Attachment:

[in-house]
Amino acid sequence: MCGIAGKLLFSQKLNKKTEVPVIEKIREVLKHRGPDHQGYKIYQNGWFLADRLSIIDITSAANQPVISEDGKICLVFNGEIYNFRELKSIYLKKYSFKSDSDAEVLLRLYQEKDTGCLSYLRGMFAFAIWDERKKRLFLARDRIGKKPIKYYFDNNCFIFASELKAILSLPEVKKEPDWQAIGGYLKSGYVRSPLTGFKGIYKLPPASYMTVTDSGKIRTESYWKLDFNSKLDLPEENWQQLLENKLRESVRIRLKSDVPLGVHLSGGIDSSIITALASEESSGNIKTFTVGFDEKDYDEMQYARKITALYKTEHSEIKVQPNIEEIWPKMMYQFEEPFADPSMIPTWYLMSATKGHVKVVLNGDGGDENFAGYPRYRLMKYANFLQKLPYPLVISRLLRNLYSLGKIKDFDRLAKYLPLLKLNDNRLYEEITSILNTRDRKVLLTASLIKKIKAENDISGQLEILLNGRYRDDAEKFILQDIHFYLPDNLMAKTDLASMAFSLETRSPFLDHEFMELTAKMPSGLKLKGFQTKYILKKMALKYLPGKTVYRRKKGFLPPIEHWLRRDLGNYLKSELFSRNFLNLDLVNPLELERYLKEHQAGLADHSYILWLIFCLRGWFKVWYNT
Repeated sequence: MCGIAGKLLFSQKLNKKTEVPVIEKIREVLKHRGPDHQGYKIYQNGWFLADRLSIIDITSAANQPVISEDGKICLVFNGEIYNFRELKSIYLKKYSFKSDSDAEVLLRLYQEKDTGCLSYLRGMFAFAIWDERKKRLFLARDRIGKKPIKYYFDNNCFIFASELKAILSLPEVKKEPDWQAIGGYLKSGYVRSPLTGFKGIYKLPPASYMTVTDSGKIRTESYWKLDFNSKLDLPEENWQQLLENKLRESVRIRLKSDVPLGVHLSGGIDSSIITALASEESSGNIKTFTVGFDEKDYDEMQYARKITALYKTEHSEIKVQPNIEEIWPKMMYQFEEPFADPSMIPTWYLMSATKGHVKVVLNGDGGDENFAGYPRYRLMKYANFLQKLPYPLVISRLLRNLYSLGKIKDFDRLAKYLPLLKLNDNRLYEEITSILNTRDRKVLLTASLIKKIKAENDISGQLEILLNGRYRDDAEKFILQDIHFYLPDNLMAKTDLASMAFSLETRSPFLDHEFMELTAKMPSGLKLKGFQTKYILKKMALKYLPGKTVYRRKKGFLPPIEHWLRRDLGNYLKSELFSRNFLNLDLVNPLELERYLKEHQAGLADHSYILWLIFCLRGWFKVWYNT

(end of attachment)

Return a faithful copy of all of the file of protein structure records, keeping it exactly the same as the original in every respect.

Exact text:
[in-house]
Amino acid sequence: MCGIAGKLLFSQKLNKKTEVPVIEKIREVLKHRGPDHQGYKIYQNGWFLADRLSIIDITSAANQPVISEDGKICLVFNGEIYNFRELKSIYLKKYSFKSDSDAEVLLRLYQEKDTGCLSYLRGMFAFAIWDERKKRLFLARDRIGKKPIKYYFDNNCFIFASELKAILSLPEVKKEPDWQAIGGYLKSGYVRSPLTGFKGIYKLPPASYMTVTDSGKIRTESYWKLDFNSKLDLPEENWQQLLENKLRESVRIRLKSDVPLGVHLSGGIDSSIITALASEESSGNIKTFTVGFDEKDYDEMQYARKITALYKTEHSEIKVQPNIEEIWPKMMYQFEEPFADPSMIPTWYLMSATKGHVKVVLNGDGGDENFAGYPRYRLMKYANFLQKLPYPLVISRLLRNLYSLGKIKDFDRLAKYLPLLKLNDNRLYEEITSILNTRDRKVLLTASLIKKIKAENDISGQLEILLNGRYRDDAEKFILQDIHFYLPDNLMAKTDLASMAFSLETRSPFLDHEFMELTAKMPSGLKLKGFQTKYILKKMALKYLPGKTVYRRKKGFLPPIEHWLRRDLGNYLKSELFSRNFLNLDLVNPLELERYLKEHQAGLADHSYILWLIFCLRGWFKVWYNT
Repeated sequence: MCGIAGKLLFSQKLNKKTEVPVIEKIREVLKHRGPDHQGYKIYQNGWFLADRLSIIDITSAANQPVISEDGKICLVFNGEIYNFRELKSIYLKKYSFKSDSDAEVLLRLYQEKDTGCLSYLRGMFAFAIWDERKKRLFLARDRIGKKPIKYYFDNNCFIFASELKAILSLPEVKKEPDWQAIGGYLKSGYVRSPLTGFKGIYKLPPASYMTVTDSGKIRTESYWKLDFNSKLDLPEENWQQLLENKLRESVRIRLKSDVPLGVHLSGGIDSSIITALASEESSGNIKTFTVGFDEKDYDEMQYARKITALYKTEHSEIKVQPNIEEIWPKMMYQFEEPFADPSMIPTWYLMSATKGHVKVVLNGDGGDENFAGYPRYRLMKYANFLQKLPYPLVISRLLRNLYSLGKIKDFDRLAKYLPLLKLNDNRLYEEITSILNTRDRKVLLTASLIKKIKAENDISGQLEILLNGRYRDDAEKFILQDIHFYLPDNLMAKTDLASMAFSLETRSPFLDHEFMELTAKMPSGLKLKGFQTKYILKKMALKYLPGKTVYRRKKGFLPPIEHWLRRDLGNYLKSELFSRNFLNLDLVNPLELERYLKEHQAGLADHSYILWLIFCLRGWFKVWYNT